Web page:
October 7, 2010

Diesel con brio

EVERY NOW AND THEN I see Carter Brey, resplendent in evening dress, on PBS television. He is the principal cellist of the New York Philharmonic, and internationally acclaimed as a virtuoso. And every time I see him, suave and debonair up on stage, I wonder how he must look when he’s pulling his sailboat engine to bits.

The first thing that amazes me is that he would do it at all. Surely a performing artist’s delicate fingers are his fortune. How would one play the cello if one’s fingers had a nasty accident while trying to remove the starter motor?

Carter Brey seems totally unconcerned about such a possibility.

A while back, knowing that he had the same Westerbeke 13 diesel engine in his Sabre 28 that I had in my Cape Dory 27, I e-mailed him, asking if he knew how to change two hidden fuel filters.

Sure enough, he did. “You’ve come to the right shop,” he said. He kindly sent me detailed instructions on how to get to the lift pump filter and the injector pump filter. And he added:

“It seems unreal that as recently as a couple of years ago I viewed auxiliary diesels with fear and trepidation. A month ago I found myself becalmed in the middle of Block Island Sound, no land in sight, with an overheating engine.

“I tore the entire raw-water circuit apart until I got sea water circulating again. I mean, I even got into the heat exchanger to look for blockages. It not only got me home, I felt like Robert Mitchum and Mr. T combined. Too bad there were no women around to admire my manly skills. Then again, it’s incredibly difficult, if not impossible, to strut in the cockpit of a small sailboat.”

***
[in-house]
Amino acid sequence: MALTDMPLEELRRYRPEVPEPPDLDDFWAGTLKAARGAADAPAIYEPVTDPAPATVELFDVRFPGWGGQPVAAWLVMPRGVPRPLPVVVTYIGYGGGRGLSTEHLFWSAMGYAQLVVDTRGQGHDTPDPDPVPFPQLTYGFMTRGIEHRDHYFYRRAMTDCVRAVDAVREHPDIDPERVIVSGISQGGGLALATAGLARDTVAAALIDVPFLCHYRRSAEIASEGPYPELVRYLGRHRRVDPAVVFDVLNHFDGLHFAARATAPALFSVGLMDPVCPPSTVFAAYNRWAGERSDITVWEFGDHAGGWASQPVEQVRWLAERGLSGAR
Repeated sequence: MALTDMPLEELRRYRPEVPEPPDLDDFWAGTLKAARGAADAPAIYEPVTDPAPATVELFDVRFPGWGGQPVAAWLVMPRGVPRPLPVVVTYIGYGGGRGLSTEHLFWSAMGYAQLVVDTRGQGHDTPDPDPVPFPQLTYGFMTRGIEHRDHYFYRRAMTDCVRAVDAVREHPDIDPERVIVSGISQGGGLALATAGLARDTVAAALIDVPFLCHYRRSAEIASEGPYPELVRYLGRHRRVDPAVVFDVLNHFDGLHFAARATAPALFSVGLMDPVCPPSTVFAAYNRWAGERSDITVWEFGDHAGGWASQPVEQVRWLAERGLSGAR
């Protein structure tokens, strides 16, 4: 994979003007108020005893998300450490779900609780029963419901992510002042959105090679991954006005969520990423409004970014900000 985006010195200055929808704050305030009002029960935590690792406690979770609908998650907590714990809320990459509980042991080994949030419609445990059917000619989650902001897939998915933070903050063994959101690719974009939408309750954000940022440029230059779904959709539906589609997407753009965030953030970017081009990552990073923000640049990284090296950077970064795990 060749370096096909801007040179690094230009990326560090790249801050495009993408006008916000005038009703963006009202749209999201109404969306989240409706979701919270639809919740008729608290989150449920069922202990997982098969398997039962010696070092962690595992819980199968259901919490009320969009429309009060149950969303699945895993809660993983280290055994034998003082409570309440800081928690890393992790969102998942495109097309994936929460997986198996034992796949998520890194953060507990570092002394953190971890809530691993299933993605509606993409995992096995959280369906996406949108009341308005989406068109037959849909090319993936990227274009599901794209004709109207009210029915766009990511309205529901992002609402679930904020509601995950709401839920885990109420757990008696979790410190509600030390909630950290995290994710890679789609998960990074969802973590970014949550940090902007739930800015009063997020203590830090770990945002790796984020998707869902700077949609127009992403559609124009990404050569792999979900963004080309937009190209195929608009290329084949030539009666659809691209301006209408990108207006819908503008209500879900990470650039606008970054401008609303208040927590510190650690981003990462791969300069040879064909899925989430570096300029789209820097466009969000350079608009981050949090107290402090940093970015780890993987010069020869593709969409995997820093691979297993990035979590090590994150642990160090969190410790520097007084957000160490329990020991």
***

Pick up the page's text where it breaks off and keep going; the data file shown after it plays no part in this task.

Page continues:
Mr. Brey is, of course, an unusually talented man. Besides sailing his Sabre 28 and performing sublime music, he is fond of ballroom dancing and marathon running. But his willingness to dig into the innards of his ancient diesel engine is a lesson for the great many of us who still experience the fear and trepidation that he once did.

So listen up, now. If a ballroom-dancing New York cellist can summon up the courage to tear a diesel engine apart, so can you.

Today’s Thought
Excellence is the perfect excuse. Do it well, and it matters little what.
— R. W. Emerson, Journal, 1862

Boaters’ Rules of Thumb, #104
Compass light color. A very low intensity white light on a compass doesn’t affect your night vision very much, but the old rule of thumb is that there is only one color for a compass light, and that is red. It can take up to 20 minutes to develop full night vision, and it’s destroyed in a flash by bright white light. Luckily, red light has almost no effect on night vision. If you’re on watch at night and have to go down below where it’s brightly lit, wear red ski goggles. Or else keep one eye tightly closed all the time you’re down below. The other will retain its full night vision for when you go topside again.

A man e-mailed a country hotel, asking if his dog would be allowed to stay there. He received this reply:
"Thanks for your query. I have been in the hotel business over 30 years. Never yet have I had to call the cops to eject a disorderly dog in the small hours of the morning.
"Not once has a dog set the bed clothes alight through smoking in bed. I have never found a hotel towel in a dog’s suitcase. Your dog is welcome.
"PS: If he will vouch for you, you may come, too.”

(Drop by Monday, Wednesday, Friday, for a new Mainly about Boats column.)

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